People often assume that most divorces happen to people who are young, thinking they may have impulsively entered into marriage. Though that can certainly happen, it is not the entire story, as may divorce professionals say that they have seen a significant rise in divorce rates among people who are much older. This phenomenon is known as “gray divorce,” describing people who divorce after age 50, and the rate of divorce in this age group has doubled in the last 20 years alone. It can have a significant impact on both parties and requires special consideration. Fortunately, there are guidelines for anyone here in Connecticut who falls into this category.
The biggest change for most couples who divorce at this stage of life is financial. Some spouses find that their income level drops significantly after divorce, and there may not be as many years left that a person can work to make up for the shortfall. For couples who have significant assets, the impact isn’t as detrimental, but it can still alter their future plans, especially in the amount of inheritance they may have meant to leave to their heirs. People also find it more difficult to afford their expenses, particularly when they were used to having access to two incomes.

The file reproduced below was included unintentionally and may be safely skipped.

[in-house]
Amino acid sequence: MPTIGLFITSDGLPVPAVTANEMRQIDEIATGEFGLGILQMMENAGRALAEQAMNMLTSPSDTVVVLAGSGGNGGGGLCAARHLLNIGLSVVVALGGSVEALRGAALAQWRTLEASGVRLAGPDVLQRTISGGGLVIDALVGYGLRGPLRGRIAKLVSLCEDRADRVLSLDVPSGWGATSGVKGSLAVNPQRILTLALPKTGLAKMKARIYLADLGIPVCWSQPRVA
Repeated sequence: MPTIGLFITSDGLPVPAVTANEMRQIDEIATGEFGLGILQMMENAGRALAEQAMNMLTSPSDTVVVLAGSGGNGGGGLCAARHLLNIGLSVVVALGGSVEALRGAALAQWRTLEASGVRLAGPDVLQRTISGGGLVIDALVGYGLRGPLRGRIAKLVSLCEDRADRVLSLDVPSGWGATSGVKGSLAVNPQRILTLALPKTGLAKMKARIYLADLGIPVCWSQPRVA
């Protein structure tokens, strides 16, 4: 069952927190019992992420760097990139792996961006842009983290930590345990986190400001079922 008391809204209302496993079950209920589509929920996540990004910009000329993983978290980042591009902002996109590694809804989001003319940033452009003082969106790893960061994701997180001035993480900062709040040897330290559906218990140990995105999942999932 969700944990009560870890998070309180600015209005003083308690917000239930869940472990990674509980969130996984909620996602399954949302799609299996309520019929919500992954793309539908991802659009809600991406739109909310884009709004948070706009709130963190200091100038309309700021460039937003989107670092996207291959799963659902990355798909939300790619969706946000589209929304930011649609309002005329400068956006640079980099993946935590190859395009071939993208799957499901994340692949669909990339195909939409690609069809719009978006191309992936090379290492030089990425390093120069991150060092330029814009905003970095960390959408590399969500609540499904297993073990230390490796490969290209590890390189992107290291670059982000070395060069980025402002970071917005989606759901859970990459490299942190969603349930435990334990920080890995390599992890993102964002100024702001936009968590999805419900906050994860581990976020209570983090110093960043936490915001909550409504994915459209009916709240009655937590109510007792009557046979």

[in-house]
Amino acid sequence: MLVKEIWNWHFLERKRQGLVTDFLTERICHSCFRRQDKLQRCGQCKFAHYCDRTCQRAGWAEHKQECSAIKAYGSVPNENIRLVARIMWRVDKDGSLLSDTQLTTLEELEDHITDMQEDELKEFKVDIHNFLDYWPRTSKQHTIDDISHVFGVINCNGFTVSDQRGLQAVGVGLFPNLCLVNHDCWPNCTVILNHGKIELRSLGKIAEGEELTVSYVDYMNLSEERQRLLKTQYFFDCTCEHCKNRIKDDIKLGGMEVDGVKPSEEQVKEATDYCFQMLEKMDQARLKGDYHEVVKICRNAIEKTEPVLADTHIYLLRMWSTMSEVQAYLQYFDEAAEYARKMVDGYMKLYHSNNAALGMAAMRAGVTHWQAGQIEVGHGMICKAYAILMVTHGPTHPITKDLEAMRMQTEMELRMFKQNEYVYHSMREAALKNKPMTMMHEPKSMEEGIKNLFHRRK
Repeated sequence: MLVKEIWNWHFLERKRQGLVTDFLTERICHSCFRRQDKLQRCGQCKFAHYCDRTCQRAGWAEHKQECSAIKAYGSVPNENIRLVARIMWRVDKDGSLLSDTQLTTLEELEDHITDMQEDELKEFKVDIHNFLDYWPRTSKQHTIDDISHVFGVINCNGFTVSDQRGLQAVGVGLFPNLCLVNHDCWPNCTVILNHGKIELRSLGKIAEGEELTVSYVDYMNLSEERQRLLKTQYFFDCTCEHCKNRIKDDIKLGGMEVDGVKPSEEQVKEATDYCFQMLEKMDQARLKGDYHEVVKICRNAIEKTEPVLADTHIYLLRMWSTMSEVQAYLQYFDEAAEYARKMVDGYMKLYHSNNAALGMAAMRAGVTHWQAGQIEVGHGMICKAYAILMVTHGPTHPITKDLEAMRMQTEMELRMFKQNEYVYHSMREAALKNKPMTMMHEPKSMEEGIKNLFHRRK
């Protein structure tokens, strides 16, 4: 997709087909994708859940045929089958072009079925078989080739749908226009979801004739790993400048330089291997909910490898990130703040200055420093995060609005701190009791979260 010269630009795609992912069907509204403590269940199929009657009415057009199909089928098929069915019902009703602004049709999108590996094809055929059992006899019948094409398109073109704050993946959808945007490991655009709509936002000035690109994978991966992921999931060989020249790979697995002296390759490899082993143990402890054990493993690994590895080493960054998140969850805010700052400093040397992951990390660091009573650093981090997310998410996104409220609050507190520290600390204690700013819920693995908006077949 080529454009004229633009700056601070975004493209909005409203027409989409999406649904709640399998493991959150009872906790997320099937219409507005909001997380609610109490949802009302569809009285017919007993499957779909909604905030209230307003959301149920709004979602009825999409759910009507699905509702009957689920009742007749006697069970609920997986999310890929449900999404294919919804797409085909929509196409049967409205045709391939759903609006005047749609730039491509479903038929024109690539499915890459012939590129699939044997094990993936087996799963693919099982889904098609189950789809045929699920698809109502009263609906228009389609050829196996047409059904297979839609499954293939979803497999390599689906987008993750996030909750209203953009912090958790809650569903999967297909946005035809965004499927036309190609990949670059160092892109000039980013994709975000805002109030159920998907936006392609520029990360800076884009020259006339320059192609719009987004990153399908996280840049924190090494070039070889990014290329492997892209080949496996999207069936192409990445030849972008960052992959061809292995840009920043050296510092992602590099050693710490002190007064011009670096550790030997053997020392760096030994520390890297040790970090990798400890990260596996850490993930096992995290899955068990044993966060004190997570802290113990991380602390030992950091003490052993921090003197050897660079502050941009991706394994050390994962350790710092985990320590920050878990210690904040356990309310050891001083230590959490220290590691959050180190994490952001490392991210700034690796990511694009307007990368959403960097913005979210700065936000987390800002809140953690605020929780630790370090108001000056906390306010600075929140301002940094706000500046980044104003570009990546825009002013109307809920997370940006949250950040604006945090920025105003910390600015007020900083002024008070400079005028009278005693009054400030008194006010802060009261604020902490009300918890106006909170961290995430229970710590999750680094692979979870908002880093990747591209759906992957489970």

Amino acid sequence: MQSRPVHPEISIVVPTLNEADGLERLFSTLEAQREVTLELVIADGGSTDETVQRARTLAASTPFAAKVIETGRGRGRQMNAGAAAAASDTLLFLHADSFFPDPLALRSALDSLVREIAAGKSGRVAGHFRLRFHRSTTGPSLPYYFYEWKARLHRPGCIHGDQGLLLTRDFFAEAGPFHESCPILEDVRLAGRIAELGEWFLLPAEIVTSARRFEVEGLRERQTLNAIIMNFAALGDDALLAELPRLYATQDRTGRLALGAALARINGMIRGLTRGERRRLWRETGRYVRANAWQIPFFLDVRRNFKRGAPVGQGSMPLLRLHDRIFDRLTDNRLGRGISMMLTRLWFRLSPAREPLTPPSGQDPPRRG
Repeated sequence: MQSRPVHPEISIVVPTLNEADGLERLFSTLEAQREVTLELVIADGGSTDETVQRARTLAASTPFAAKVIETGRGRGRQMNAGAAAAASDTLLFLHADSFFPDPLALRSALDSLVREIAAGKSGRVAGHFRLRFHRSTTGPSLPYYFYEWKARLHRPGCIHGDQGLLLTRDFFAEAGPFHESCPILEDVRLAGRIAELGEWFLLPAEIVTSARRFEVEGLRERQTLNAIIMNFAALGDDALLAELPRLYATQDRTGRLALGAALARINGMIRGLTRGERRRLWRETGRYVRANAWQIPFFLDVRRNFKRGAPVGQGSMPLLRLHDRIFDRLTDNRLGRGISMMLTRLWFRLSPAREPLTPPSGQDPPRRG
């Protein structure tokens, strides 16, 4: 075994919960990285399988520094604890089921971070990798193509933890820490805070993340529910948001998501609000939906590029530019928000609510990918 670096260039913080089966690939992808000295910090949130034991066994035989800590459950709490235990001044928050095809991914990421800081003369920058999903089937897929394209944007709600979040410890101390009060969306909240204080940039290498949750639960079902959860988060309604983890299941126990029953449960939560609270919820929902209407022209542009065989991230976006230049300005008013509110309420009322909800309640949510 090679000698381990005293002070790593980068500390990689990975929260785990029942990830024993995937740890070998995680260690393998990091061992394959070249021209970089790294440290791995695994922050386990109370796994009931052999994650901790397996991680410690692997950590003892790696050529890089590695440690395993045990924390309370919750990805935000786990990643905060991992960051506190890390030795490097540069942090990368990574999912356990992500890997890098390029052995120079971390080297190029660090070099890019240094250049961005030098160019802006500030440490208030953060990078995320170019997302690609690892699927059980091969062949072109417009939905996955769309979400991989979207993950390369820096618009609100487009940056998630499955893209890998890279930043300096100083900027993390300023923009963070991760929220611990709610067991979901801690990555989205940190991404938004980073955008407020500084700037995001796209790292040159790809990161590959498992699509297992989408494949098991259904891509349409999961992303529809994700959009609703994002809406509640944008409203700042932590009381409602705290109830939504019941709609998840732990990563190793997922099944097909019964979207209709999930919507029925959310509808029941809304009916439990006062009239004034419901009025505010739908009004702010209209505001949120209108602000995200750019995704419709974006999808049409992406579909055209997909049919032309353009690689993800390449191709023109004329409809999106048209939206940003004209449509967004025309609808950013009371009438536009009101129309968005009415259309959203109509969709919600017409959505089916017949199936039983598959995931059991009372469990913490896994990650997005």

Experts advise people going through a gray divorce to try and compromise with the other person if at all possible. They may be able to come to a mutual agreement about certain assets, particularly ones that were destined to be left to someone outside the couple, such as a college fund for a grandchild. Professionals also say that if a person can take emotion out of as much of the process as possible that it will only help when hard choices have to be made.
Even when people try to work out details of a gray divorce on their own, it can be difficult to determine what a fair resolution may be. It may be a good idea to turn to a divorce lawyer here in Connecticut who has extensive experience with family law matters. This way, everyone involved can have the best chance at starting their new future on the right footing.